He’s far from perfect, but you can’t question Detroit Lions’ Dan Campbell’s brilliant changes

Detroit Free Press

Coaches reveal themselves slowly to us. Their strengths and weaknesses aren’t really known until games are won and lost over a period of time.

Mostly, though, coaches tell us who they are when they encounter adversity, on or off the field. That’s when all the bravado, all the pomp and promise of the introductory news conference and the sheen of a slick reality television show fades away.

Last week, Dan Campbell showed us who he is more than at any other time during his tenure as coach of the Detroit Lions.

Campbell wrestled with an excruciating decision to fire his second coach in less than a year, then watched that coach’s replacement help guide the secondary to its best performance of the season, which resulted in NFC Defensive Player of the Week honors for rookie safety Kerby Joseph. Oh, and he got a win, too.

You can question Campbell’s game decisions during his 1½ seasons on the job, and you’d be right to. Giving the Eagles an extra 40 seconds on their scoring drive by running a play on third-and-1 before the 2-minute warning. Opting for a missed field goal on fourth-and-4 from Minnesota’s 36-yard line late in that game. Going for it on fourth-and-9 at the Patriots’ 32 while trailing just 6-0 in the second quarter.

[ Winless on the road under Campbell, Lions can snap streak Sunday vs. Bears ]

The list goes on and on. I’m guessing you probably could, too, as you throw your palms skyward a few times every Sunday. Obviously, Campbell hasn’t yet unlocked the master tactician level.

What you can’t question is Campbell’s strength, which he slowly revealed to us until it was on full display in Sunday’s 15-9 win over Green Bay. The victory was the latest example of his brilliant ability to make hard adjustments within his coaching ranks, all of which have been successful.

He demoted offensive coordinator Anthony Lynn midseason last year, assumed play-calling duties himself and immediately ended an eight-game losing streak.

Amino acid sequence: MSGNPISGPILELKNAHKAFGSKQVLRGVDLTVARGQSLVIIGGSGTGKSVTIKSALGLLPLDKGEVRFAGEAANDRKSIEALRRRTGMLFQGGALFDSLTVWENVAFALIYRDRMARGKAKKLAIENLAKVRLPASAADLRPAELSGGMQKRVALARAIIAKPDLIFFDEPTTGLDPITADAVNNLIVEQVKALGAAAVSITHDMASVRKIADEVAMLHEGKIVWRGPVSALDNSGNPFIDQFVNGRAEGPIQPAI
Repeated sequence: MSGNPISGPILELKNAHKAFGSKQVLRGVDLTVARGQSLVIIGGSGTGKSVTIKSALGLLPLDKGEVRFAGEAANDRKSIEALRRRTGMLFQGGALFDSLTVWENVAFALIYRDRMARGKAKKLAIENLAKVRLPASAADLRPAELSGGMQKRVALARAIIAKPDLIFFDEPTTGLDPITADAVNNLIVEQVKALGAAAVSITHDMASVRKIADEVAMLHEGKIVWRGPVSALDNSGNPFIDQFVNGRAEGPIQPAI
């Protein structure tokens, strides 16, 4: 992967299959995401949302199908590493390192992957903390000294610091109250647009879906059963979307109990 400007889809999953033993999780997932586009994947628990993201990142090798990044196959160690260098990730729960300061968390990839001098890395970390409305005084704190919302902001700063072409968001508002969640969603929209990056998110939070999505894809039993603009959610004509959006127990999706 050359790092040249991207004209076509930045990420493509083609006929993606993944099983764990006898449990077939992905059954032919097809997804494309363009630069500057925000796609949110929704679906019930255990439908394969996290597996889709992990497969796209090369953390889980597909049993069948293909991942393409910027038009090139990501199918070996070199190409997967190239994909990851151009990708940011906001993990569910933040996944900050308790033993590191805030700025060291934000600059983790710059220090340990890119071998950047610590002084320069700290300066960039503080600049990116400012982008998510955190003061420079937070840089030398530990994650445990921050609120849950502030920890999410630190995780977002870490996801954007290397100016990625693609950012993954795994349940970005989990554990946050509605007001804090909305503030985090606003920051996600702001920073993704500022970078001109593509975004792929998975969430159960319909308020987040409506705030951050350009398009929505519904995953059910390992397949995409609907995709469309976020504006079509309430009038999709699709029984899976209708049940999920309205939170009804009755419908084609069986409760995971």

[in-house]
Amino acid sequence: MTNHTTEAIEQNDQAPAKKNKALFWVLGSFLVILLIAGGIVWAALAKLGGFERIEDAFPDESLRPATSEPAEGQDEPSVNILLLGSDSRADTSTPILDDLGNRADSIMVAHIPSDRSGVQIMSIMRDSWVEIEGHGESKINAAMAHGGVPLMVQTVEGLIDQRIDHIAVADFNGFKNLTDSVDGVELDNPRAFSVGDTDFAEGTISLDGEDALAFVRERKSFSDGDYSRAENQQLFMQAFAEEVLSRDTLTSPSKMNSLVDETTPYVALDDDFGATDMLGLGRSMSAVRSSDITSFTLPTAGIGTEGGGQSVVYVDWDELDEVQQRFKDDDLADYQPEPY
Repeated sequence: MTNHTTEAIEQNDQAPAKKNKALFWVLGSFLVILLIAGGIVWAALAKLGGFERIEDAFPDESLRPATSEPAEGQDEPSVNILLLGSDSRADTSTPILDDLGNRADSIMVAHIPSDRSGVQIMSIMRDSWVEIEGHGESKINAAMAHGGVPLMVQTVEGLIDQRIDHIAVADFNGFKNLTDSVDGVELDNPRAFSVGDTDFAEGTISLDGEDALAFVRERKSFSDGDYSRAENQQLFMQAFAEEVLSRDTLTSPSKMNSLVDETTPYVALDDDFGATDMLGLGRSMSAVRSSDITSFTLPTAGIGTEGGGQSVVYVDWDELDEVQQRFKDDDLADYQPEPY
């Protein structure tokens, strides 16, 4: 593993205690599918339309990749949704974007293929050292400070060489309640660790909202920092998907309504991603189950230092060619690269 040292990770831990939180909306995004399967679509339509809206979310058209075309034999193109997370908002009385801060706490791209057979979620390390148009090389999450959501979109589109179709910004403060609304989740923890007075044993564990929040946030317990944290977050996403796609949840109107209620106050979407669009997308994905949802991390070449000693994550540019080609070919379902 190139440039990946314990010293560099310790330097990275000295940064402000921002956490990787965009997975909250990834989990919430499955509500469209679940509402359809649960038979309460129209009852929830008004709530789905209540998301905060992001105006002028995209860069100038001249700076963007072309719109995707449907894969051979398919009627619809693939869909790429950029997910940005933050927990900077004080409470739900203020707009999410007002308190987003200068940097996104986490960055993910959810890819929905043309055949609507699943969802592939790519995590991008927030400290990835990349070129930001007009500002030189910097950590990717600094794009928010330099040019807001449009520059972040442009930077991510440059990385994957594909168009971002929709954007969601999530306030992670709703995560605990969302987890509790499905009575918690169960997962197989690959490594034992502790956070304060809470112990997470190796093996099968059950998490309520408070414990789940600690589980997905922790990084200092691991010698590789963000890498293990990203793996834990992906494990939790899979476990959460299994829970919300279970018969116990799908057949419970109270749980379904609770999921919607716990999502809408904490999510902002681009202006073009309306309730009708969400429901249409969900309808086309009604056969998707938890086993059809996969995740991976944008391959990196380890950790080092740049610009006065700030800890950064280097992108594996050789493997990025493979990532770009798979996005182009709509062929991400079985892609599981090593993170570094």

He promoted Ben Johnson after the season to OC and saw the offense soar to the top of the NFL’s scoring rankings early in the season and is still more than four points per game more than last season.

He fired Aubrey Pleasant, the defensive backs coach and defensive pass-game coordinator and six days later watched his secondary played an inspired game as the defense intercepted Aaron Rodgers three times and sent him packing with a 53.5, which was his completion rate, his passer rating and probably his temperature after he immunized himself with ivermectin.

Let’s be clear. These moves weren’t easy. They were, indeed, excruciating. It’s clear Campbell agonized over them, especially the firings, because he hired people he trusted and respected and then had to reverse course.

You can argue that a better coach would have never hired them to begin with. But no one ever really knows how any coach is going to work out. Who would have thought a Cooter was a better choice than a Lombardi? The key is having the intestinal fortitude to acknowledge the mistake and fix it.

I asked Campbell on Wednesday about his process for making such hard decisions and whose advice he solicited. His wife, Holly, is definitely a sounding board.

“She’s easy to talk to, talk things out with, because she’ll tell me straight up,” he said with a grin. “I mean, she’s not sugar-coating anything, believe me.”

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General manager Brad Holmes is also a key to Campbell’s process.

“And then, certainly before I do anything I always talk to Brad,” he said, “and just bounce things off of him and tell him what I’m thinking.”

Before he fired Pleasant, Campbell spoke with defensive coordinator Aaron Glenn “for a long time” to get his input on the whole situation and then made his decision. Yes, Glenn has been severely underwhelming, but that’s going to be another decision for another time.

Campbell has served as an assistant for some of the NFL greats like Bill Parcells and Sean Payton, among others. So what’s the best advice Campbell has received about firings and making difficult personnel decisions?

“Man, if it’s hard and it hurts it’s probably right,” He said. “So, that one — that and trust your gut and it’s usually can’t go wrong. If it feels like it’s going to be a real hard thing to do, it probably ends up being the right thing.

“So there again you just, you trust in the information, you trust what your eyes are telling you and what your heart tells you and you move on.”

The bottom line on Campbell is his dismal 5-19-1 record. But that can change, and I predict he will find another four wins the rest of the season.

What you can’t change about a coach is his demeanor and his feel for the game and his coaches and players. It’s either there with a coach, or it isn’t. It’s there for Campbell. He has navigated a lot of adversity without letting any toxicity build up and spill over into the locker room or onto the field.

That’s encouraging because controlling a team and leading it to victory is as much about managing the assistant coaches who manage the players as it is about managing field position and the clock. Campbell has proved he can do the former. Now it’s time for him to show us he can do the latter.

Contact Carlos Monarrez: cmonarrez@freepress.com. Follow him on Twitter @cmonarrez.

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